What I remember most about my great-grandmother Elizabeth Rinker is her bustling about her house. She was always busy and yet she always had time. I adored the woman for everything she taught me, lessons that seem to have been lost since her passing away.
I remember the steepness of the street that she used to live on in Wilkes-Barre. I remember the shortness of the blocks as I would run from her house to the local corner store to buy myself a treat. It wasn’t a lot of money, but it was enough for something sweet. My uncle Russell Moore lived with her to help take care of her, although she seemed more that capable of caring for herself.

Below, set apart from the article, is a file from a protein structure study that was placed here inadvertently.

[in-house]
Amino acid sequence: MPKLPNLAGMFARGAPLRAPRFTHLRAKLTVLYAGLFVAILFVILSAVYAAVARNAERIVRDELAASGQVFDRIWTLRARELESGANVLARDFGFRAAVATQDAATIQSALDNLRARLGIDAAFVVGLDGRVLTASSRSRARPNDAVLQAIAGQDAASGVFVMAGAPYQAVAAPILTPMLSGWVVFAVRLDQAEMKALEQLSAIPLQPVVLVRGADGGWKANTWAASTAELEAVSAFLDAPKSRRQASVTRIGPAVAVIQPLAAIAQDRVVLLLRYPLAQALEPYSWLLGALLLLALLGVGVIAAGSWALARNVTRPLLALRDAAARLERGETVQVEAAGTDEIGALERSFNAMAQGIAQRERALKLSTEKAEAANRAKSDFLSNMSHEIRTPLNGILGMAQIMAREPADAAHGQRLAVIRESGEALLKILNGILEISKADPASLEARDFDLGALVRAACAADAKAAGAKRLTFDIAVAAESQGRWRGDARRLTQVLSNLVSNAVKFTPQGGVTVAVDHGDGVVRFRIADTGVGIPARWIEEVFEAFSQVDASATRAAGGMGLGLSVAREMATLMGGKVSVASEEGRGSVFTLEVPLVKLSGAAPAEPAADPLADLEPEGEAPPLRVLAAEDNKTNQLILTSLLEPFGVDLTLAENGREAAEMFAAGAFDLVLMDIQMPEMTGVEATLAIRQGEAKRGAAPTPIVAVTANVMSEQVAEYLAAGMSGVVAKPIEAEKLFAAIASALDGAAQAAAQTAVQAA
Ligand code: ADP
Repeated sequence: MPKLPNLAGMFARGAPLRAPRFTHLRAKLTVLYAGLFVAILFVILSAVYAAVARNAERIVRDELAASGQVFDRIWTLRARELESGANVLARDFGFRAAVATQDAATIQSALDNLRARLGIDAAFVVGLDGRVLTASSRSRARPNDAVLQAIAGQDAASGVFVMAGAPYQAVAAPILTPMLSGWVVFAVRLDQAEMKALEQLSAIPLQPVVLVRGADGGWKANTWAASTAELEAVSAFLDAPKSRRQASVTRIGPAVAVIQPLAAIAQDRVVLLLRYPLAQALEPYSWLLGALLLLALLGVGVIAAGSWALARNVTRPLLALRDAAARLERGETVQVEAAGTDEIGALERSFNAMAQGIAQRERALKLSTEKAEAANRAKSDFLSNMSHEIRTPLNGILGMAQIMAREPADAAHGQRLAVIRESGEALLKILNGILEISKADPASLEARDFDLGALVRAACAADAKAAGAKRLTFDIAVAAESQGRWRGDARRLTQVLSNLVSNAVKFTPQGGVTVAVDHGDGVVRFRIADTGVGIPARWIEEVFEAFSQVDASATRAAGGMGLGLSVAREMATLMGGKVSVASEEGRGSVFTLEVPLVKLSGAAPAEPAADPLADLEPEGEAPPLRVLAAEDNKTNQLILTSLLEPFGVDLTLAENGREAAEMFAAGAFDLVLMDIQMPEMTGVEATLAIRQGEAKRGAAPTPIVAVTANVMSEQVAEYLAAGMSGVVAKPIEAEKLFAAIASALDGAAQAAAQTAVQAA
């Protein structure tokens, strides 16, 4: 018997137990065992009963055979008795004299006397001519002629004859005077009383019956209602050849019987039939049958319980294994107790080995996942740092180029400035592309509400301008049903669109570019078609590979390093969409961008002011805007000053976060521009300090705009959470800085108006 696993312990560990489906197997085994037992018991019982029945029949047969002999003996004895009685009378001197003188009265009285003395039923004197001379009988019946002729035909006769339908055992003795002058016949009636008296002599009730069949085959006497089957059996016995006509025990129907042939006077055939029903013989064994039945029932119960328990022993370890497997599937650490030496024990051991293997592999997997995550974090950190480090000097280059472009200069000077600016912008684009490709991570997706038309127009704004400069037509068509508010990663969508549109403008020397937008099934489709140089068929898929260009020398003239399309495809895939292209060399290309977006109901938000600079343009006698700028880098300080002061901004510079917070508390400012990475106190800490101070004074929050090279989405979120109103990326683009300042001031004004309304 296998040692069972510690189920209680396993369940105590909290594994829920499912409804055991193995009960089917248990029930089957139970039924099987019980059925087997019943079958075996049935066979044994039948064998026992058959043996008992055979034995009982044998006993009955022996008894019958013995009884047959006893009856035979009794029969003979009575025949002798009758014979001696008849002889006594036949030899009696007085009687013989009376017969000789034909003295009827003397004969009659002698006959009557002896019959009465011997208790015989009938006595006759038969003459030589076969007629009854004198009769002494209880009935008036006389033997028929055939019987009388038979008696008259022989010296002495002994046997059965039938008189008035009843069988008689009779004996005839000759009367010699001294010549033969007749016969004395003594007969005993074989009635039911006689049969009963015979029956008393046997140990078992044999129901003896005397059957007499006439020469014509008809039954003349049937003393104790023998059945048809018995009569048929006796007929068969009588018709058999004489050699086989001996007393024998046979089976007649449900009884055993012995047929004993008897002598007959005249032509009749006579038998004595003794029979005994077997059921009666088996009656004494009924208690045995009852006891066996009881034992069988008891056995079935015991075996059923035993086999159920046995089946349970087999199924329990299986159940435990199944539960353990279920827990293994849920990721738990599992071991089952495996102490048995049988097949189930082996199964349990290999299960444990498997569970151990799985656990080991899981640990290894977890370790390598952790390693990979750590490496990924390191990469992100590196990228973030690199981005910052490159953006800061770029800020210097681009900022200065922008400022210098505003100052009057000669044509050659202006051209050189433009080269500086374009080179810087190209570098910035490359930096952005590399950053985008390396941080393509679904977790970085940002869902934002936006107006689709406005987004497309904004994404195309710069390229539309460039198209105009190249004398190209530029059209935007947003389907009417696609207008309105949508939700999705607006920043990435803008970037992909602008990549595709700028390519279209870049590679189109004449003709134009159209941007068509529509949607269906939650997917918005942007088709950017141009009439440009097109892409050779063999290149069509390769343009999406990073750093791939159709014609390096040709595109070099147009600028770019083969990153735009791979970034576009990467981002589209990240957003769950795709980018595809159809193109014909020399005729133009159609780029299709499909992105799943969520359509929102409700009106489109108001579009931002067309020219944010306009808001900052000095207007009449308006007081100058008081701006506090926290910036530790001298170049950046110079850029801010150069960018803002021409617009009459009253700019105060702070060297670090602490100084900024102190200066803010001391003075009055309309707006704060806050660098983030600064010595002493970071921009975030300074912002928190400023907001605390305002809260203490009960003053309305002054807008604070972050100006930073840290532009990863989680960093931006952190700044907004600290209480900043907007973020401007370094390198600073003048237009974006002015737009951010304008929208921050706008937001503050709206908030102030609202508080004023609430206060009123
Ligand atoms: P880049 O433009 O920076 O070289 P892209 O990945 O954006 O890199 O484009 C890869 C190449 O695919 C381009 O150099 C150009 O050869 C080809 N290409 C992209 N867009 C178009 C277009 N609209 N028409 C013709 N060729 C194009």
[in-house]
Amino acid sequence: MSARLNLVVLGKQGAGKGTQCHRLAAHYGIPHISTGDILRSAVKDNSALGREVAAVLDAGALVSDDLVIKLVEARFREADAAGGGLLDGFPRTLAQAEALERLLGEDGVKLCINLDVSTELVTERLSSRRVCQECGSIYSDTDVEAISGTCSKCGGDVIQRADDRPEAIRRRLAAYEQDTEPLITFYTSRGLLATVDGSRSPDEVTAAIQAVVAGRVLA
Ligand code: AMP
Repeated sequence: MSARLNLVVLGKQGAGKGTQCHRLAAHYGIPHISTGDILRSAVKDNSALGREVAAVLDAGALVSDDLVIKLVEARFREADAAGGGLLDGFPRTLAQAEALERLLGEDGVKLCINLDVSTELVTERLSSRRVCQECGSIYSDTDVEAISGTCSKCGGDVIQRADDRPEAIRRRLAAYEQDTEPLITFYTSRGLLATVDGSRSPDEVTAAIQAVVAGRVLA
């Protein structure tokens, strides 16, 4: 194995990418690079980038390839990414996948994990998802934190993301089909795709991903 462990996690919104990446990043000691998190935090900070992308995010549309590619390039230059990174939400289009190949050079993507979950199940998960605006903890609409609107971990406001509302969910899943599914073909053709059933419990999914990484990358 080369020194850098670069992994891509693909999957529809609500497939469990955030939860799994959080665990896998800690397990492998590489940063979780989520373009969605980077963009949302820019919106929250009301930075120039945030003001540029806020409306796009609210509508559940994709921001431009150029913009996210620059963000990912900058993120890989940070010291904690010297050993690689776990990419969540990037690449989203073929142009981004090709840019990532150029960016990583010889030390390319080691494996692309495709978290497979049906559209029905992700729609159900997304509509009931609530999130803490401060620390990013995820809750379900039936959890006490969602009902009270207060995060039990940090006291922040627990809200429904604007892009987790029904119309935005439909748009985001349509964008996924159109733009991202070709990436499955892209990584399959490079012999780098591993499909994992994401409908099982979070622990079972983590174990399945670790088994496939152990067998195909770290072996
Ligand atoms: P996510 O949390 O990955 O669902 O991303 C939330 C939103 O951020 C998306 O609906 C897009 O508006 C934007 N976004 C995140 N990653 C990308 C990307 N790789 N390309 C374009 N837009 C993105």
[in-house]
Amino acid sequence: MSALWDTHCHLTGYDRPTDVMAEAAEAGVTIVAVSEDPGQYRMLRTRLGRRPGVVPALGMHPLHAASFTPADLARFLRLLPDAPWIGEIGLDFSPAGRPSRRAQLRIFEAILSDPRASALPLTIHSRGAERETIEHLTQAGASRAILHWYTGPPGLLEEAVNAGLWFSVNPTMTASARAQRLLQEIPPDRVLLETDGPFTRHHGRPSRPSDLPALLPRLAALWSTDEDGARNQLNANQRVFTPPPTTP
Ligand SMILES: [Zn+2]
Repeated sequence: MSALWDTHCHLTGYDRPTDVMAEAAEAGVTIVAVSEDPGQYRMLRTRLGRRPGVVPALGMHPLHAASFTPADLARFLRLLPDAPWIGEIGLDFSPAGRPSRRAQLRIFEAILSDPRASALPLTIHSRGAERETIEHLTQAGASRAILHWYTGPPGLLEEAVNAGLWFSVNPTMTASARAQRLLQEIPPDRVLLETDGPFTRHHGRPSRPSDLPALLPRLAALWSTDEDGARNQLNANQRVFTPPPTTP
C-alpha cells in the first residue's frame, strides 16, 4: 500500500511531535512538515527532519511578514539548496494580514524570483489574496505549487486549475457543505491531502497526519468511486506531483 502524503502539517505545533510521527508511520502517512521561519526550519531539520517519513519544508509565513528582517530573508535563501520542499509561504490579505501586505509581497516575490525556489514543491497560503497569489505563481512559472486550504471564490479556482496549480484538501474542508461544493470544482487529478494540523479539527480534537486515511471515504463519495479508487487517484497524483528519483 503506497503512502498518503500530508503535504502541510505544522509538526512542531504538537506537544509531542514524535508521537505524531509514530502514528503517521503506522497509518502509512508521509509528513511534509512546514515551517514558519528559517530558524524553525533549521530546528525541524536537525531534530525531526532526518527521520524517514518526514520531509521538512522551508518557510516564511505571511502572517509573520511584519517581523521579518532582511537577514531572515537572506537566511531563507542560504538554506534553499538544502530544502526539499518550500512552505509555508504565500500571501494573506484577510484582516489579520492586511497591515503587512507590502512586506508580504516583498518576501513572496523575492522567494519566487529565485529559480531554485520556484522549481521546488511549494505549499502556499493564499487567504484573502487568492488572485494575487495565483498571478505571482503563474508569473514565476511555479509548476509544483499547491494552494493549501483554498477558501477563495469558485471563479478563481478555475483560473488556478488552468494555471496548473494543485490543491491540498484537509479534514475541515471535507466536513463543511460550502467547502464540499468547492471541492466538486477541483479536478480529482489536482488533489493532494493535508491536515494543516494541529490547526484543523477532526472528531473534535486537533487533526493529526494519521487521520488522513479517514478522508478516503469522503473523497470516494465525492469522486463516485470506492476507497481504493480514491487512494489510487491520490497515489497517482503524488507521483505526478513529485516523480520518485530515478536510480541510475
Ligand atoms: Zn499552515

It was always harvest time when I went to visit her and she would always have the canning jars cooking on the stove while preparing the fruit. I remember riding to her house in the back of a pickup truck full of apple, peaches, strawberries or cucumbers. Something always needed washing or cutting or peeling before being cooked and canned in glass jars. I would sit at her kitchen table and help prepare the fruit for the jars. Not all of it was canned. She would also bake some pies which she would send home with me.
It’s hard to remember much about her because it seems that every visit to her house was the same. Back of the pickup truck with the fruit, helping her pare or cut the fruit for canning, talking about things at home, getting my reward for being helpful. Some days she didin’t have the cash, but I was happy to be there anyway. She never scolded me for using my left hand to cut things with or stir with and always had a nice comforting hug for me. I suppose the hugs are what I miss the most about her.